Team-by-team guide to AFL's Fall Stars

November 5th, 2016

The highlight of the Arizona Fall League is the Fall Stars Game, which features many of the best prospects in the developmental circuit. Past participants include Kris Bryant, Francisco Lindor, Andrew McCutchen, Buster Posey, Bryce Harper, Mike Trout, Mookie Betts and Corey Seager.

This year's contest will be broadcast live on MLB Network and streamed live on on Saturday at 8 p.m. ET. Here's a team-by-team guide to the prospects who will take the AFL's biggest stage:

:: 2016 Arizona Fall League Fall Stars Game ::


C Taylor Ward (Angels No. 3 prospect)

A surprise first-round pick in 2015, Ward certainly opened some eyes during his summer debut, advancing to full-season ball and hitting a combined .348/.457/.438 over 201 at-bats. After a slow start at Class A Advanced Inland Empire in 2016, he hit .274/.359/.415 with nine of his 10 home runs on the season in the second half.


 (A's No. 1, MLB No. 42)

Barreto enjoyed another strong year at the plate, hitting .281/.340/.413 with 10 home runs and 30 steals at Double-A Midland before advancing to Triple-A Nashville. The 20-year-old shortstop also made strides defensively, trimming his error total to 15 this season from a career-high 34 in 2015.

RHP Sam Bragg

Bragg enjoyed a breakout campaign in 2015, but the move up to Midland in 2016 resulted in a career-high 4.29 ERA and nine home runs allowed, although he still generated more than one strikeout per inning while holding opposing hitters to a .238 average.


OF Anthony Alford
 (Blue Jays No. 3, MLB No. 86)

After an impressive first full season in which he had hit .298/.398/.421 with 36 extra-base hits and 27 stolen bases between Class A Lansing and High A Dunedin, Alford was limited to just 33 first-half games in 2016 due to a knee injury and a concussion. Once healthy, he settled in to hit .257/.381/.449 with eight home runs and 13 steals over his final 59 contests.


Dermody, 26, saw his career take off in 2016, beginning the season in Dunedin before advancing to Double- and Triple-A and then making five appearances out of the Blue Jays' bullpen as a September callup. The left-hander's fastball-changeup pairing allows him to get outs on both sides of the plate, as he held right-handed hitters to a .261 average and one home run across 145 plate appearances during the regular season.


RHP Francis Martes
(Astros No. 1, MLB No. 29)

Martes went 9-6 with a 3.30 ERA and 131 strikeouts in 125 1/3 innings with Double-A Corpus Christi during the regular season. The 20-year-old righty features a mid-to-upper-90s fastball with a power curveball and a developing changeup. After a rocky start in the Fall League, Martes rebounded to yield two hits and stike out seven in 4 2/3 scoreless innings in his last start.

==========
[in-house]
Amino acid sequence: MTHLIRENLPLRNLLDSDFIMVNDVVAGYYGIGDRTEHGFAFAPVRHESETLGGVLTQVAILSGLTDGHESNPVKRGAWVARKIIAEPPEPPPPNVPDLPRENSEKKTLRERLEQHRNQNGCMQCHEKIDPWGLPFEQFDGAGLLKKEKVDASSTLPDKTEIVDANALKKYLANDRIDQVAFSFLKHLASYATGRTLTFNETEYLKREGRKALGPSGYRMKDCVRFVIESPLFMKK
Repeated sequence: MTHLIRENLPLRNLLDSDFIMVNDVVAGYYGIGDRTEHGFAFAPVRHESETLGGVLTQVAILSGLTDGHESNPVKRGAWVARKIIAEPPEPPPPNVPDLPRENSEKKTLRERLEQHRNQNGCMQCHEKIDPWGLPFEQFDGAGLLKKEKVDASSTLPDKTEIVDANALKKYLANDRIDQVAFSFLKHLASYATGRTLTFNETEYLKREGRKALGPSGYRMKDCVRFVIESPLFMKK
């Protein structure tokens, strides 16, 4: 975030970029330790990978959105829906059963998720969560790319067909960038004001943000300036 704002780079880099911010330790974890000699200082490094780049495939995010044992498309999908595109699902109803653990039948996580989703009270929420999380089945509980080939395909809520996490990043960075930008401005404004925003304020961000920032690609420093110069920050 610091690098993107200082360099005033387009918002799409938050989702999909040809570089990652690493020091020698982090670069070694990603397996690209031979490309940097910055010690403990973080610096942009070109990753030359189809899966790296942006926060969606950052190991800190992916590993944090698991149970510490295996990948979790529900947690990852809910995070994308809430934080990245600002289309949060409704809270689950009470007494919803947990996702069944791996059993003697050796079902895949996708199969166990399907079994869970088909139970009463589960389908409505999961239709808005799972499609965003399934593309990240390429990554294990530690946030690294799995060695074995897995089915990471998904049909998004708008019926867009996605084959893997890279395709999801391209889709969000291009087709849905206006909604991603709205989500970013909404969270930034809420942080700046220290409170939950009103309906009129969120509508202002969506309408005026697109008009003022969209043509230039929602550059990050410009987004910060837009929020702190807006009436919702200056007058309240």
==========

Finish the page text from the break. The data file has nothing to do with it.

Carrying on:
RHP David Paulino (Astros No. 4, MLB No. 70)

Paulino was acquired via a trade with the Tigers in 2013 and missed the entire 2014 season recovering from Tommy John surgery, but he came full circle in 2016 as he received his first taste of the Majors. The 22-year-old righty spent the bulk of the season with Corpus Christi, where he went 5-2 with a 1.83 ERA and 72 strikeouts in 14 games (nine starts).


RHP Evan Phillips

Phillips came to the Braves as a 17th-round pick of the 2015 Draft out of UNC Wilmington. A starter in college, he's done nothing but pitch in relief in the Braves system, using a mid-90s fastball and good slider to post a 1.27 ERA with eight saves with Class A Advanced Carolina to reach Double-A in his first full season.


C Jacob Nottingham
(Brewers No. 14)

Acquired in February from the A's, Nottingham struggled with the move up to Double-A Biloxi this season, hitting .234 with 138 strikeouts in 112 games. Concerns remain regarding the 21-year-old's ability to stick behind the plate, but there's enough offensive upside there to support a move down the defensive spectrum.

OF Brett Phillips (Brewers No. 7, MLB No. 62)

Phillips, after batting .310 and .309 in back-to-back years, had his average drop to .229 this season at Biloxi. An increased strikeout rate heavily influenced the 22-year-old outfielder's struggles, although he still managed to hit 16 home runs and steal 12 bases in 124 games, highlighting his power-speed potential.


OF Harrison Bader
(Cardinals No. 3, MLB No. 82)

Bader has shown average to above-average tools across the board as a pro, jumping on the fast track and reaching Triple-A in his first full season. He projects to be a Major League average hitter, if not above-average, with a good approach at the plate, to go along with average power.

3B/SS Paul DeJong (Cardinals No. 15)

The Cardinals' 2015 fourth-round pick, DeJong finished in the top 10 in the Texas League in home runs, slugging percentage and total bases this year. In addition to working on refining his approach (26.1 percent strikeout rate; 7.2 percent walk rate), he's also playing shortstop exclusively this fall after spending the vast majority of his time during the regular season at third.

C Carson Kelly (Cardinals No. 11)